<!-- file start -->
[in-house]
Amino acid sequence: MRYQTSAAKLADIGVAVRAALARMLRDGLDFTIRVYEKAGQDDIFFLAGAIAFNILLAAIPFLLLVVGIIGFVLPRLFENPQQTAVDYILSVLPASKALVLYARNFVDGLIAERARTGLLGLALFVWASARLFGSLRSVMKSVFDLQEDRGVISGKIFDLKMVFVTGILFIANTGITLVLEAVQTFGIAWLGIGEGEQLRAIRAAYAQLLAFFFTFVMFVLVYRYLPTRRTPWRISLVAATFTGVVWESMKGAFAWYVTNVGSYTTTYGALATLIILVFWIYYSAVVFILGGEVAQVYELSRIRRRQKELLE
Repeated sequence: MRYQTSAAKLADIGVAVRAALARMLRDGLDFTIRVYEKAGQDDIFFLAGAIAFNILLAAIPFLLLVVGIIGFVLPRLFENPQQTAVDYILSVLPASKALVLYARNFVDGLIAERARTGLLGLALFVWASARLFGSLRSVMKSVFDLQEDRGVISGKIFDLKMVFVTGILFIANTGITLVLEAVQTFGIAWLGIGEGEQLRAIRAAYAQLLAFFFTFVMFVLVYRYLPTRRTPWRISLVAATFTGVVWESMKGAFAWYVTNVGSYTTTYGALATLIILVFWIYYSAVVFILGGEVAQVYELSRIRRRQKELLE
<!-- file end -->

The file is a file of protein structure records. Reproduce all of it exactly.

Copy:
[in-house]
Amino acid sequence: MRYQTSAAKLADIGVAVRAALARMLRDGLDFTIRVYEKAGQDDIFFLAGAIAFNILLAAIPFLLLVVGIIGFVLPRLFENPQQTAVDYILSVLPASKALVLYARNFVDGLIAERARTGLLGLALFVWASARLFGSLRSVMKSVFDLQEDRGVISGKIFDLKMVFVTGILFIANTGITLVLEAVQTFGIAWLGIGEGEQLRAIRAAYAQLLAFFFTFVMFVLVYRYLPTRRTPWRISLVAATFTGVVWESMKGAFAWYVTNVGSYTTTYGALATLIILVFWIYYSAVVFILGGEVAQVYELSRIRRRQKELLE
Repeated sequence: MRYQTSAAKLADIGVAVRAALARMLRDGLDFTIRVYEKAGQDDIFFLAGAIAFNILLAAIPFLLLVVGIIGFVLPRLFENPQQTAVDYILSVLPASKALVLYARNFVDGLIAERARTGLLGLALFVWASARLFGSLRSVMKSVFDLQEDRGVISGKIFDLKMVFVTGILFIANTGITLVLEAVQTFGIAWLGIGEGEQLRAIRAAYAQLLAFFFTFVMFVLVYRYLPTRRTPWRISLVAATFTGVVWESMKGAFAWYVTNVGSYTTTYGALATLIILVFWIYYSAVVFILGGEVAQVYELSRIRRRQKELLE